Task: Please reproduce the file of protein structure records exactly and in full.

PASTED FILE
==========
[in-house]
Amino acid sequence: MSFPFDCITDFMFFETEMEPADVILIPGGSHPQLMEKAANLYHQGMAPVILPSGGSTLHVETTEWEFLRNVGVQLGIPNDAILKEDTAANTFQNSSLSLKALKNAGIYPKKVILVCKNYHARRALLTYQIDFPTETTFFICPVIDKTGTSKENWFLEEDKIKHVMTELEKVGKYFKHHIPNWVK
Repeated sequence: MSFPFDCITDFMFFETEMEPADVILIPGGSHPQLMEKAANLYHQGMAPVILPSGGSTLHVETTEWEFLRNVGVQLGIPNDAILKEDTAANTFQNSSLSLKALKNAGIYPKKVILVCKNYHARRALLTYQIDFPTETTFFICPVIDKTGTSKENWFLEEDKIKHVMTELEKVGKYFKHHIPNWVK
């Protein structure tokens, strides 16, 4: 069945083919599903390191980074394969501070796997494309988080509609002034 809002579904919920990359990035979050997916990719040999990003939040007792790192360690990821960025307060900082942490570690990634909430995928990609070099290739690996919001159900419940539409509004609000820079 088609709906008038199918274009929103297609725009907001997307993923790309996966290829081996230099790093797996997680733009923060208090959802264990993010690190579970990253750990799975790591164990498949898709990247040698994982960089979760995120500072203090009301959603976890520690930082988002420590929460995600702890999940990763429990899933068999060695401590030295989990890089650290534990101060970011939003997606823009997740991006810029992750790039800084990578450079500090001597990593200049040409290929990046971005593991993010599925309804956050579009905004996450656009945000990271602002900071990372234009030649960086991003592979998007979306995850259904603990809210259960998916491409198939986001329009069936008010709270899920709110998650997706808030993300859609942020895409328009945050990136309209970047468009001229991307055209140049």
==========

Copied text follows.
[in-house]
Amino acid sequence: MSFPFDCITDFMFFETEMEPADVILIPGGSHPQLMEKAANLYHQGMAPVILPSGGSTLHVETTEWEFLRNVGVQLGIPNDAILKEDTAANTFQNSSLSLKALKNAGIYPKKVILVCKNYHARRALLTYQIDFPTETTFFICPVIDKTGTSKENWFLEEDKIKHVMTELEKVGKYFKHHIPNWVK
Repeated sequence: MSFPFDCITDFMFFETEMEPADVILIPGGSHPQLMEKAANLYHQGMAPVILPSGGSTLHVETTEWEFLRNVGVQLGIPNDAILKEDTAANTFQNSSLSLKALKNAGIYPKKVILVCKNYHARRALLTYQIDFPTETTFFICPVIDKTGTSKENWFLEEDKIKHVMTELEKVGKYFKHHIPNWVK
């Protein structure tokens, strides 16, 4: 069945083919599903390191980074394969501070796997494309988080509609002034 809002579904919920990359990035979050997916990719040999990003939040007792790192360690990821960025307060900082942490570690990634909430995928990609070099290739690996919001159900419940539409509004609000820079 088609709906008038199918274009929103297609725009907001997307993923790309996966290829081996230099790093797996997680733009923060208090959802264990993010690190579970990253750990799975790591164990498949898709990247040698994982960089979760995120500072203090009301959603976890520690930082988002420590929460995600702890999940990763429990899933068999060695401590030295989990890089650290534990101060970011939003997606823009997740991006810029992750790039800084990578450079500090001597990593200049040409290929990046971005593991993010599925309804956050579009905004996450656009945000990271602002900071990372234009030649960086991003592979998007979306995850259904603990809210259960998916491409198939986001329009069936008010709270899920709110998650997706808030993300859609942020895409328009945050990136309209970047468009001229991307055209140049």